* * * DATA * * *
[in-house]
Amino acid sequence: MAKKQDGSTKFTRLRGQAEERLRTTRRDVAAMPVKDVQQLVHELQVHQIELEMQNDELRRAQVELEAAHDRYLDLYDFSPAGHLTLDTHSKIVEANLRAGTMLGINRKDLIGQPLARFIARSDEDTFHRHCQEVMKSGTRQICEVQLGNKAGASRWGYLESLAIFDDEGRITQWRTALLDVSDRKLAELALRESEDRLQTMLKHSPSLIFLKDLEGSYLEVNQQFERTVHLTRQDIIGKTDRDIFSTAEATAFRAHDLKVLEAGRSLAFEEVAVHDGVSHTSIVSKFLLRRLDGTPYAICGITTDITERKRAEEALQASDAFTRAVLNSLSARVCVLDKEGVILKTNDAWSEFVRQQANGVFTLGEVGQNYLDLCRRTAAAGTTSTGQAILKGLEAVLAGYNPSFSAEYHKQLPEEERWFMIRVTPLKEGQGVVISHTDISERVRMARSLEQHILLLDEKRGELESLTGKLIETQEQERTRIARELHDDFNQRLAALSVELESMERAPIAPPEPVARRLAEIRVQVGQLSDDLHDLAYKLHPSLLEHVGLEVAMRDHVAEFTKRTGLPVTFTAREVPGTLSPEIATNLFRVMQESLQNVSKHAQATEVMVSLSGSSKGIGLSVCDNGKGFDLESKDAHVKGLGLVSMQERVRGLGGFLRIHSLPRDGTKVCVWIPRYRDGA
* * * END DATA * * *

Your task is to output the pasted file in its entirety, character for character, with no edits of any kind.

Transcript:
[in-house]
Amino acid sequence: MAKKQDGSTKFTRLRGQAEERLRTTRRDVAAMPVKDVQQLVHELQVHQIELEMQNDELRRAQVELEAAHDRYLDLYDFSPAGHLTLDTHSKIVEANLRAGTMLGINRKDLIGQPLARFIARSDEDTFHRHCQEVMKSGTRQICEVQLGNKAGASRWGYLESLAIFDDEGRITQWRTALLDVSDRKLAELALRESEDRLQTMLKHSPSLIFLKDLEGSYLEVNQQFERTVHLTRQDIIGKTDRDIFSTAEATAFRAHDLKVLEAGRSLAFEEVAVHDGVSHTSIVSKFLLRRLDGTPYAICGITTDITERKRAEEALQASDAFTRAVLNSLSARVCVLDKEGVILKTNDAWSEFVRQQANGVFTLGEVGQNYLDLCRRTAAAGTTSTGQAILKGLEAVLAGYNPSFSAEYHKQLPEEERWFMIRVTPLKEGQGVVISHTDISERVRMARSLEQHILLLDEKRGELESLTGKLIETQEQERTRIARELHDDFNQRLAALSVELESMERAPIAPPEPVARRLAEIRVQVGQLSDDLHDLAYKLHPSLLEHVGLEVAMRDHVAEFTKRTGLPVTFTAREVPGTLSPEIATNLFRVMQESLQNVSKHAQATEVMVSLSGSSKGIGLSVCDNGKGFDLESKDAHVKGLGLVSMQERVRGLGGFLRIHSLPRDGTKVCVWIPRYRDGA